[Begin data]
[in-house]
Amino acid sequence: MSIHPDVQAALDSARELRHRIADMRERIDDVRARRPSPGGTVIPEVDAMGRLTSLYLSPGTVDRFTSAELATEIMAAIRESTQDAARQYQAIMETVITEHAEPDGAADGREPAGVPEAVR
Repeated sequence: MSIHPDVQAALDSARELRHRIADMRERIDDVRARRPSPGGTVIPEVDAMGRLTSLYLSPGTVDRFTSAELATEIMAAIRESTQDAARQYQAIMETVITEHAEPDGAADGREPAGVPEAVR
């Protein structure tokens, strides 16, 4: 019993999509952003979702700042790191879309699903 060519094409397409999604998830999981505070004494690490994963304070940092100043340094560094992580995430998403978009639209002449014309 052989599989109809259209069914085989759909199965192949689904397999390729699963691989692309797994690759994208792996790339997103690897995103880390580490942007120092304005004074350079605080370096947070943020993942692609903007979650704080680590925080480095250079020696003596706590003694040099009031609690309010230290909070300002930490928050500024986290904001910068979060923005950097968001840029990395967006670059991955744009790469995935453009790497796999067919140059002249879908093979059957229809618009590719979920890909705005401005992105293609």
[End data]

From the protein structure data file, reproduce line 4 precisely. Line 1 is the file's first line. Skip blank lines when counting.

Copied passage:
């Protein structure tokens, strides 16, 4: 019993999509952003979702700042790191879309699903 060519094409397409999604998830999981505070004494690490994963304070940092100043340094560094992580995430998403978009639209002449014309 052989599989109809259209069914085989759909199965192949689904397999390729699963691989692309797994690759994208792996790339997103690897995103880390580490942007120092304005004074350079605080370096947070943020993942692609903007979650704080680590925080480095250079020696003596706590003694040099009031609690309010230290909070300002930490928050500024986290904001910068979060923005950097968001840029990395967006670059991955744009790469995935453009790497796999067919140059002249879908093979059957229809618009590719979920890909705005401005992105293609």